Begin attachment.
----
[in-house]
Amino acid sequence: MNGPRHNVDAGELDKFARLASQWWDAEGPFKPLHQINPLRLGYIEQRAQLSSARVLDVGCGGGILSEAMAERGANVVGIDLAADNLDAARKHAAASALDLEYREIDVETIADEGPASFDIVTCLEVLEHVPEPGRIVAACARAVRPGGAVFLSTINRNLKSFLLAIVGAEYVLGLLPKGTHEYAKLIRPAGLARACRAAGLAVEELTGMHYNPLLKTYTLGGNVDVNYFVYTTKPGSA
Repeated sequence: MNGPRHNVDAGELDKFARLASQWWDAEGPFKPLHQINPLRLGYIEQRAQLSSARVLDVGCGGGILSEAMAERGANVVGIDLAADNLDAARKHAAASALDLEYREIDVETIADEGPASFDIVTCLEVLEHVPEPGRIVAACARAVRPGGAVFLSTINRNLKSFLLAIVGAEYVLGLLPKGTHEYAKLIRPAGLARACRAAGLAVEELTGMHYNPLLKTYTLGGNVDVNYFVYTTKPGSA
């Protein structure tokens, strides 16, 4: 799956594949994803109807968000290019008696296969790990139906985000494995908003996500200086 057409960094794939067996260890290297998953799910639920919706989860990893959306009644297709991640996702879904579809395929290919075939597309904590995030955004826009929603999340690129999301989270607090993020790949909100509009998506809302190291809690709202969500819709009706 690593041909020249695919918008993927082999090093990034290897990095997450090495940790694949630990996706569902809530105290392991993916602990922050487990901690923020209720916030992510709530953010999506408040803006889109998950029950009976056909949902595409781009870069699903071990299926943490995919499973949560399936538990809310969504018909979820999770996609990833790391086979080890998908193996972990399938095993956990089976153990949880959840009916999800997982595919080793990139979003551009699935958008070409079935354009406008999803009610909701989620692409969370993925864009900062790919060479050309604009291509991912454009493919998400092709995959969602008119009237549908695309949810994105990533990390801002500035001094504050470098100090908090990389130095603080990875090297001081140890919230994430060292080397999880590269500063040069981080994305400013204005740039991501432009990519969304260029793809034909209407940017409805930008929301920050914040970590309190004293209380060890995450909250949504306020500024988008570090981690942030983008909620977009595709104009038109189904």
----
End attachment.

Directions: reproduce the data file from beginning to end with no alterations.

[in-house]
Amino acid sequence: MNGPRHNVDAGELDKFARLASQWWDAEGPFKPLHQINPLRLGYIEQRAQLSSARVLDVGCGGGILSEAMAERGANVVGIDLAADNLDAARKHAAASALDLEYREIDVETIADEGPASFDIVTCLEVLEHVPEPGRIVAACARAVRPGGAVFLSTINRNLKSFLLAIVGAEYVLGLLPKGTHEYAKLIRPAGLARACRAAGLAVEELTGMHYNPLLKTYTLGGNVDVNYFVYTTKPGSA
Repeated sequence: MNGPRHNVDAGELDKFARLASQWWDAEGPFKPLHQINPLRLGYIEQRAQLSSARVLDVGCGGGILSEAMAERGANVVGIDLAADNLDAARKHAAASALDLEYREIDVETIADEGPASFDIVTCLEVLEHVPEPGRIVAACARAVRPGGAVFLSTINRNLKSFLLAIVGAEYVLGLLPKGTHEYAKLIRPAGLARACRAAGLAVEELTGMHYNPLLKTYTLGGNVDVNYFVYTTKPGSA
């Protein structure tokens, strides 16, 4: 799956594949994803109807968000290019008696296969790990139906985000494995908003996500200086 057409960094794939067996260890290297998953799910639920919706989860990893959306009644297709991640996702879904579809395929290919075939597309904590995030955004826009929603999340690129999301989270607090993020790949909100509009998506809302190291809690709202969500819709009706 690593041909020249695919918008993927082999090093990034290897990095997450090495940790694949630990996706569902809530105290392991993916602990922050487990901690923020209720916030992510709530953010999506408040803006889109998950029950009976056909949902595409781009870069699903071990299926943490995919499973949560399936538990809310969504018909979820999770996609990833790391086979080890998908193996972990399938095993956990089976153990949880959840009916999800997982595919080793990139979003551009699935958008070409079935354009406008999803009610909701989620692409969370993925864009900062790919060479050309604009291509991912454009493919998400092709995959969602008119009237549908695309949810994105990533990390801002500035001094504050470098100090908090990389130095603080990875090297001081140890919230994430060292080397999880590269500063040069981080994305400013204005740039991501432009990519969304260029793809034909209407940017409805930008929301920050914040970590309190004293209380060890995450909250949504306020500024988008570090981690942030983008909620977009595709104009038109189904």